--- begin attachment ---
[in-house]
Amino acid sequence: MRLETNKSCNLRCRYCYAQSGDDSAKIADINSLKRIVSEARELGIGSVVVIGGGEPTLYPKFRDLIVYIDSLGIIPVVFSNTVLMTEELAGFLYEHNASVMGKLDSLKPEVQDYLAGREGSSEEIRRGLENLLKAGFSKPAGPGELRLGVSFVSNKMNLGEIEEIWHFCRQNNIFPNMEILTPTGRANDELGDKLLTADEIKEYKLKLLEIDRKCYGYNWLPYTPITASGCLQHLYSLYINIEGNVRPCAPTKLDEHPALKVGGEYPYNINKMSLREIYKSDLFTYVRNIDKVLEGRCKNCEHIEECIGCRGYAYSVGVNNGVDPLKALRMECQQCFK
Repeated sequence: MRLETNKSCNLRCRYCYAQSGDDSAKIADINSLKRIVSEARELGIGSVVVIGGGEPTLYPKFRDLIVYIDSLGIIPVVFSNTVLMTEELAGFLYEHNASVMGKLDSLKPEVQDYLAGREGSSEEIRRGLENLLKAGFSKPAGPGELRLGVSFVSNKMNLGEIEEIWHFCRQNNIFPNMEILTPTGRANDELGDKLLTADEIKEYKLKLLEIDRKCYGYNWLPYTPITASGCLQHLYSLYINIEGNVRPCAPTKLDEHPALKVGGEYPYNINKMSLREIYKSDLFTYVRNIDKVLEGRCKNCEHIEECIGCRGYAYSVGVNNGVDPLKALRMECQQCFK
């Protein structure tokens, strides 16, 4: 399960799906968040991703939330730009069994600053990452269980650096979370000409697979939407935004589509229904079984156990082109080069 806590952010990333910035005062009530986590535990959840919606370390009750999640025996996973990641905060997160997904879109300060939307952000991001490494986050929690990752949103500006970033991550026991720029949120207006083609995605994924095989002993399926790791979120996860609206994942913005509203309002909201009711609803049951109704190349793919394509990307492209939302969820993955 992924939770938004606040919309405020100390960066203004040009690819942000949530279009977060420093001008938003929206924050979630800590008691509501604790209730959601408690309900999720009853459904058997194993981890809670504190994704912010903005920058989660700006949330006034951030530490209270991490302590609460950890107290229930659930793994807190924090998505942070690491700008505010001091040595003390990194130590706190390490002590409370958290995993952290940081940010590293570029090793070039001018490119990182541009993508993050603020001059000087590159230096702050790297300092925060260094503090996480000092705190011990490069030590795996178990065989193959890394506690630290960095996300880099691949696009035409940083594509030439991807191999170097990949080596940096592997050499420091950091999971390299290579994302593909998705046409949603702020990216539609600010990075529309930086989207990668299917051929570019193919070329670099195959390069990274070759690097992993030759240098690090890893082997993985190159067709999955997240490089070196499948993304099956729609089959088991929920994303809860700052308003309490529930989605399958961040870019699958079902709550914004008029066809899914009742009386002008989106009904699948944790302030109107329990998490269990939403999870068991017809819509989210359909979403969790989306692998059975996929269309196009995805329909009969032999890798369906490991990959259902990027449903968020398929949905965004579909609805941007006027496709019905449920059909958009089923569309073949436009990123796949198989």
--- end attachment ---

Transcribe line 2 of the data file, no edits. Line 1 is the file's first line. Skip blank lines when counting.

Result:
Amino acid sequence: MRLETNKSCNLRCRYCYAQSGDDSAKIADINSLKRIVSEARELGIGSVVVIGGGEPTLYPKFRDLIVYIDSLGIIPVVFSNTVLMTEELAGFLYEHNASVMGKLDSLKPEVQDYLAGREGSSEEIRRGLENLLKAGFSKPAGPGELRLGVSFVSNKMNLGEIEEIWHFCRQNNIFPNMEILTPTGRANDELGDKLLTADEIKEYKLKLLEIDRKCYGYNWLPYTPITASGCLQHLYSLYINIEGNVRPCAPTKLDEHPALKVGGEYPYNINKMSLREIYKSDLFTYVRNIDKVLEGRCKNCEHIEECIGCRGYAYSVGVNNGVDPLKALRMECQQCFK